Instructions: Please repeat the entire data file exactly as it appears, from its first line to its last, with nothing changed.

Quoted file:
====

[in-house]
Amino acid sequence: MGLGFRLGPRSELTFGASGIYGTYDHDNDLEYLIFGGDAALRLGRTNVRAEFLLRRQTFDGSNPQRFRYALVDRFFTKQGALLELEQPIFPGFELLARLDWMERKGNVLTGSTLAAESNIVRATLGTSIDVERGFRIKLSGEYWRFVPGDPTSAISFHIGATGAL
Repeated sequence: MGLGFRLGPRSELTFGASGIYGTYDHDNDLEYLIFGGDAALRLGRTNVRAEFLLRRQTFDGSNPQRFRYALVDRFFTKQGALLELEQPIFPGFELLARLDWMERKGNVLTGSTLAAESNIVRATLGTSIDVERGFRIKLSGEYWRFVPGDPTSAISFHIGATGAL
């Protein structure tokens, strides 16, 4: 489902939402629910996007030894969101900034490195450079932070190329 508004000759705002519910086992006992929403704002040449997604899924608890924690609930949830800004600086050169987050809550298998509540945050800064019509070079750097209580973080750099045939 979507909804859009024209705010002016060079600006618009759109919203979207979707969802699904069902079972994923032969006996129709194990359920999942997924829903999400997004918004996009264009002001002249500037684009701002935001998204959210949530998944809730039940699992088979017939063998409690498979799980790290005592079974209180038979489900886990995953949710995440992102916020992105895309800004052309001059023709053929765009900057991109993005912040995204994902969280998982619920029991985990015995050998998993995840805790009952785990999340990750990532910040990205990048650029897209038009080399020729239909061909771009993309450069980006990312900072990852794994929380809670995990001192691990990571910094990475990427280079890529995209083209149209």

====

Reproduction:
[in-house]
Amino acid sequence: MGLGFRLGPRSELTFGASGIYGTYDHDNDLEYLIFGGDAALRLGRTNVRAEFLLRRQTFDGSNPQRFRYALVDRFFTKQGALLELEQPIFPGFELLARLDWMERKGNVLTGSTLAAESNIVRATLGTSIDVERGFRIKLSGEYWRFVPGDPTSAISFHIGATGAL
Repeated sequence: MGLGFRLGPRSELTFGASGIYGTYDHDNDLEYLIFGGDAALRLGRTNVRAEFLLRRQTFDGSNPQRFRYALVDRFFTKQGALLELEQPIFPGFELLARLDWMERKGNVLTGSTLAAESNIVRATLGTSIDVERGFRIKLSGEYWRFVPGDPTSAISFHIGATGAL
């Protein structure tokens, strides 16, 4: 489902939402629910996007030894969101900034490195450079932070190329 508004000759705002519910086992006992929403704002040449997604899924608890924690609930949830800004600086050169987050809550298998509540945050800064019509070079750097209580973080750099045939 979507909804859009024209705010002016060079600006618009759109919203979207979707969802699904069902079972994923032969006996129709194990359920999942997924829903999400997004918004996009264009002001002249500037684009701002935001998204959210949530998944809730039940699992088979017939063998409690498979799980790290005592079974209180038979489900886990995953949710995440992102916020992105895309800004052309001059023709053929765009900057991109993005912040995204994902969280998982619920029991985990015995050998998993995840805790009952785990999340990750990532910040990205990048650029897209038009080399020729239909061909771009993309450069980006990312900072990852794994929380809670995990001192691990990571910094990475990427280079890529995209083209149209």